The 27th of May 2015, CIDOB, in collaboration with the United States Consulate General in Barcelona and the support of the Europe for Citizens program, organized a seminar about the TTIP coordinated by Dr. Sangeeta Khorana from Bournemouth University. Jordi Bacaria, director of CIDOB, was the first to take the floor to highlight the strategic importance of the TTIP for the EU and the US and to welcome the participants.
The session opened with a key-note speech from Mr. Shaun Donnelly, Vice President of Investment and Financial Services of the United States Council for International Business (USCIB). Mr. Donnelly expressed the point of view of the US. He remarked that there is need to negotiate a high standard agreement without leaving anything outside the table or the effort is not worth it. In his opinion, the TTIP is still in the early stages of the negotiation and they are being difficult because both the US and the EU are used to be in charge. He also highlighted that the reason of the agreement is growth and jobs but it is not politically viable for Europe to demand European standards in all the issues although he affirmed that the TTIP is not about lowering standards. He also defended the need to have arbitration for protecting investments and gave the arguments that normally governments win; and that letting national justice to settle disputes between governments and investors would be the same as having a football match between two countries and have a referee of any of the two countries; normally the referee is from a third country to have neutrality. Finally, Mr. Donnelly defended that small and medium size companies will benefit more from the agreement than big companies; and that TTIP will allow the EU and the US to set global standards in the 21st Century.
After the key-note speech, the first panel was about the main novelties of the TTIP. The panel was moderated by Xavier Mas de Xaxàs, journalist from La Vanguardia. The first intervention was in charge of Álvaro Schweinfurth, CEOE’s Deputy Director of the Foreign Policy and Multilateral Relations Department. He discussed the impact of the TTIP on competitiveness and innovation arguing that the agreement could be both: an adrenalin boost for jobs and growth in countries, like Spain for instance, where that is much needed; and an opportunity to cooperate for future technology. Then followed Professor Christian Teitje from Halle University on the Investor-State Dispute Settlement (ISDS), which is the most controversial aspect of the TTIP. He touched on issues identified under the TTIP: the protection of the right to regulate; the establishment and functioning of arbitral tribunals; the relationship between domestic judicial systems and ISDS; and the review of ISDS decisions through an appellate mechanism. Dr. Richard Craven from Northumbria University was the next panelist. He touched the issue of public procurement highlighting that the EU and the US have incredibly complex systems underpinned by different objectives and limited openness; leaving the possibility for the TTIP to go beyond the Government Procurement Agreement (GPA) in terms of scope and coverage. Similarly, Gregory Voss from the Toulouse Business School talked about furthering the Digital European Agenda in public procurement. He argued that the TTIP could mean the creation of an e-procurement platform to deal with issues like security, privacy and confidentiality. The last speaker of this panel was Lorand Bartels from University of Cambridge. He talked about EU’s approach to social standards and TTIP. He explained that the Human Rights clause, included in Free Trade Agreements (FTA) signed by the EU, may become a problem when the other part is the US which is not a developing country. There should be solutions to sort this out with the problem for the EU to set a precedent.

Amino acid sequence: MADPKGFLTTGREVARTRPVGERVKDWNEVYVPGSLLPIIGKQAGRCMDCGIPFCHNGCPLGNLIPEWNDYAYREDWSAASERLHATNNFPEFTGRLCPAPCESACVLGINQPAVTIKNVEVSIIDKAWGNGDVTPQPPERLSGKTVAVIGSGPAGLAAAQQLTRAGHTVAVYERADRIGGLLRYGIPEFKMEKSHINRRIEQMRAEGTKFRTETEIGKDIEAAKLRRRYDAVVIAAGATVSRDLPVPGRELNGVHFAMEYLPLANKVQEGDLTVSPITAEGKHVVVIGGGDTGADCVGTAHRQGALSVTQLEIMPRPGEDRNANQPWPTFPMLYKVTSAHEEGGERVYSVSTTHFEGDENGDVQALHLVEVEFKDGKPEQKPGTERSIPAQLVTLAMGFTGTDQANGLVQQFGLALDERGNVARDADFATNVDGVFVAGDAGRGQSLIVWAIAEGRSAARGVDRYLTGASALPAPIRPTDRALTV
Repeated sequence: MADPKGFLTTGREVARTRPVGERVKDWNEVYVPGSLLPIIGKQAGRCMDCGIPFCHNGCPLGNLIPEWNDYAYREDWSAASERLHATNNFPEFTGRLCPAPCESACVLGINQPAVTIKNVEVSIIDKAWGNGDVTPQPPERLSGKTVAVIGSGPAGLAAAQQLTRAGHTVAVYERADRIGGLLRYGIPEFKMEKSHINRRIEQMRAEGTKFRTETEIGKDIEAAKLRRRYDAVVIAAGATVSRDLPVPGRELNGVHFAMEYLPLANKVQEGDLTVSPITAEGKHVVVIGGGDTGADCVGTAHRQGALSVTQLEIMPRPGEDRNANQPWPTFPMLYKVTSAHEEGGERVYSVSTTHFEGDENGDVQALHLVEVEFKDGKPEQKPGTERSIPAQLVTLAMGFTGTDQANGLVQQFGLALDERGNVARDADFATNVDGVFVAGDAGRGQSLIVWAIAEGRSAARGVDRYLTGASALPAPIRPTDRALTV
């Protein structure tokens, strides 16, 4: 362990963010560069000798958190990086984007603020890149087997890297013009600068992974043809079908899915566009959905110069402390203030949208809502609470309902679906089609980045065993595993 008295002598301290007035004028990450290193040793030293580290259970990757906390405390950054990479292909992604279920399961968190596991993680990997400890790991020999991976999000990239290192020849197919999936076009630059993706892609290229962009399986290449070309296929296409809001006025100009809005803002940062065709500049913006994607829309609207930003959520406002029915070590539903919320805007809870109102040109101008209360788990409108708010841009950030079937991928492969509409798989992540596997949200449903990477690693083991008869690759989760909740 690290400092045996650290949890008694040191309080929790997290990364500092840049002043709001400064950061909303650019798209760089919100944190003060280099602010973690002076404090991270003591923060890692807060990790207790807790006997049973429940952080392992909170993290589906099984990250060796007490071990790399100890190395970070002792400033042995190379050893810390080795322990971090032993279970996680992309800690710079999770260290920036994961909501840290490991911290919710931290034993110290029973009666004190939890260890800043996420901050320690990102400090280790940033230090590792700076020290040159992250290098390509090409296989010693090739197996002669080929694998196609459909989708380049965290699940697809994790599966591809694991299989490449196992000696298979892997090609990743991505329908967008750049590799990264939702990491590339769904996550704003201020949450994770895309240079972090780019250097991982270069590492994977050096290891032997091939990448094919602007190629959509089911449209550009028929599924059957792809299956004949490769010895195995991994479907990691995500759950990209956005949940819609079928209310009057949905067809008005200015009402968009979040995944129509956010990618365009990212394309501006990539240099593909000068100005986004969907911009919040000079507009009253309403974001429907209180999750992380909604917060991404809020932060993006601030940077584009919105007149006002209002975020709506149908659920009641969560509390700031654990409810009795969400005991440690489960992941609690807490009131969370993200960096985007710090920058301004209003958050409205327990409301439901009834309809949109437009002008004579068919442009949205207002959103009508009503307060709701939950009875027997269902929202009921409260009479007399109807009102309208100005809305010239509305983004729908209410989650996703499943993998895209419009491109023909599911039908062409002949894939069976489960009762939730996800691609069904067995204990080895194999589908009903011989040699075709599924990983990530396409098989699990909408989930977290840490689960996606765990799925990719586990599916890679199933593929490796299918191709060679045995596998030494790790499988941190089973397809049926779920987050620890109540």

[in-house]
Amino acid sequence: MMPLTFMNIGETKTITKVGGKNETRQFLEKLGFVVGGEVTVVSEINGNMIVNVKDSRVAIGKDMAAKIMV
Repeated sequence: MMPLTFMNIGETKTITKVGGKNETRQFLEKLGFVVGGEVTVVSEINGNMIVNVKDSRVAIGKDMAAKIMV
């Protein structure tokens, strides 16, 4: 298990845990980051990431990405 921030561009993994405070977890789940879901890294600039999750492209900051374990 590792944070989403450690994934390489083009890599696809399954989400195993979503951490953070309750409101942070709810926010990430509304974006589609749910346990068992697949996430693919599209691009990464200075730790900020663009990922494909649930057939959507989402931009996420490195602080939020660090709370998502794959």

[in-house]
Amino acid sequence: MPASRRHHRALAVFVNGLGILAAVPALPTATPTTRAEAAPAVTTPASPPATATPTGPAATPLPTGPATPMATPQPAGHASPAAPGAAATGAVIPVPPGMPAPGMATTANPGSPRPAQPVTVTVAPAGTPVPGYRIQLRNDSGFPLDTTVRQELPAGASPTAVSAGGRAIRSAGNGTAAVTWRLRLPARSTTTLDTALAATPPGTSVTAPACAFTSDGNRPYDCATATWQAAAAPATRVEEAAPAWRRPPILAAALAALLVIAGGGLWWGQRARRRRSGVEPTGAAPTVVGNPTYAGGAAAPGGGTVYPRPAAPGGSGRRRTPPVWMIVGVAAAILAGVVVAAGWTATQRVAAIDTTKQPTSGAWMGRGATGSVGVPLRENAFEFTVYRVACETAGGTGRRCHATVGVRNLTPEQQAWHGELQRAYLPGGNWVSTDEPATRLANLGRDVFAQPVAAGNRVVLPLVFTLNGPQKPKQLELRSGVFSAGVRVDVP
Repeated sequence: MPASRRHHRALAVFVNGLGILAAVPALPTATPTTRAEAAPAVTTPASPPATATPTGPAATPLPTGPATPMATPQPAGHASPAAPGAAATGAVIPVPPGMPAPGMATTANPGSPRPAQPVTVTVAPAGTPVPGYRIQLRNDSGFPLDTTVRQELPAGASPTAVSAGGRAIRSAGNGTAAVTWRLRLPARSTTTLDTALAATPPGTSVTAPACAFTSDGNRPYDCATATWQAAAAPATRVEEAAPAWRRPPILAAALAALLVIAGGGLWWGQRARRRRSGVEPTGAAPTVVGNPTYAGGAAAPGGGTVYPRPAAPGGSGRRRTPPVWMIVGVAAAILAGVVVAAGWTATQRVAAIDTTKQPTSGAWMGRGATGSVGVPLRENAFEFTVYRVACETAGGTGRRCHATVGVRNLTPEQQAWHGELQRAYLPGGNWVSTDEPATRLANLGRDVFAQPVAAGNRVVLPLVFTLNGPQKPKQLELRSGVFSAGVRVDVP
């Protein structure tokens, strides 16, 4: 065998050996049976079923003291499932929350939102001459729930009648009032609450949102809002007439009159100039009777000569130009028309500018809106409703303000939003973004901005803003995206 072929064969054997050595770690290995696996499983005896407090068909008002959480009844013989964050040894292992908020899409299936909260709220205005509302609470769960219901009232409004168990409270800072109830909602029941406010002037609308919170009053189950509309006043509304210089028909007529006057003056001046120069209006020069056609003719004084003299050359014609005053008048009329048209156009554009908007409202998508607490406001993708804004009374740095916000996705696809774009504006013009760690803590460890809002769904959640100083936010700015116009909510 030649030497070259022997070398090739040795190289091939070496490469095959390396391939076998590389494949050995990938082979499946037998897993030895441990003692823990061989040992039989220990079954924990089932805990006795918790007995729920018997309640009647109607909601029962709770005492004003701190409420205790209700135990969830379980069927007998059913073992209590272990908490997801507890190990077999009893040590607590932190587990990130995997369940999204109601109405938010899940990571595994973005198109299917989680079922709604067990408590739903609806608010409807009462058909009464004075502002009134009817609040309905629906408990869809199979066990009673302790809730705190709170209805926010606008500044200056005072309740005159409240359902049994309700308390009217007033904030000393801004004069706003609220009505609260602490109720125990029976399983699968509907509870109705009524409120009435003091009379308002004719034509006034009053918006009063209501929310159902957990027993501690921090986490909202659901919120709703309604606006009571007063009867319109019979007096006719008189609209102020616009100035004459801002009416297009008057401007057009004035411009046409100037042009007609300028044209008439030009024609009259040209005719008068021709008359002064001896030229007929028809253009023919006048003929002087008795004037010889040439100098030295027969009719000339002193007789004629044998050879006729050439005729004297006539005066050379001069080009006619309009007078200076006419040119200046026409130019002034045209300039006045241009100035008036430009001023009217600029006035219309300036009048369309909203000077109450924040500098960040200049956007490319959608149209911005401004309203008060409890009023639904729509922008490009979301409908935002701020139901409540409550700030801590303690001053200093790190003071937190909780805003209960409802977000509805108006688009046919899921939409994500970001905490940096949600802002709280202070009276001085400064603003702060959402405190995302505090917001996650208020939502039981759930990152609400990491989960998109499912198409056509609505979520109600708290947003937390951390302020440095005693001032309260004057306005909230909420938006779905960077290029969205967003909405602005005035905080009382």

Next panel was moderated by Cristina Manzano, Editor-in-Chief of ESGlobal. It was opened by Lars Nilsson, Deputy Head of the Chief Economist and Trade Analysis Unit from the Directorate General for Trade of the European Commission. He defended the Commission’s position, answered back the critics of the lack of transparency and democracy in the elaboration of the TTIP and highlighted the benefits the TTIP will have for the EU but also for third-countries when reducing regulatory barriers. Then followed Inmaculada Martínez-Zarzoso from the Georg-August Universitaet Goettingen. She talked about labor provisions. The US has lower standards in labor provisions than the EU and the TTIP is an opportunity to balance labor standards on the top if this issue is included in the negotiations. Finally, Ricard Bellera, Secretary for International Affairs, Migration and Cooperation of Comisiones Obreras of Catalonia (CCOO), positioned himself against the TTIP highlighting that the EU still has to deepen in its internal market; and that EU is not cohesive enough to withstand an agreement of such characteristics, especially taken into account that countries as Spain does not invest enough in innovation as other countries in the EU do.
After the end of the second panel, Dr. Sangeeta Khorana rounded up the conclusions of the intense sessions and closed the seminar.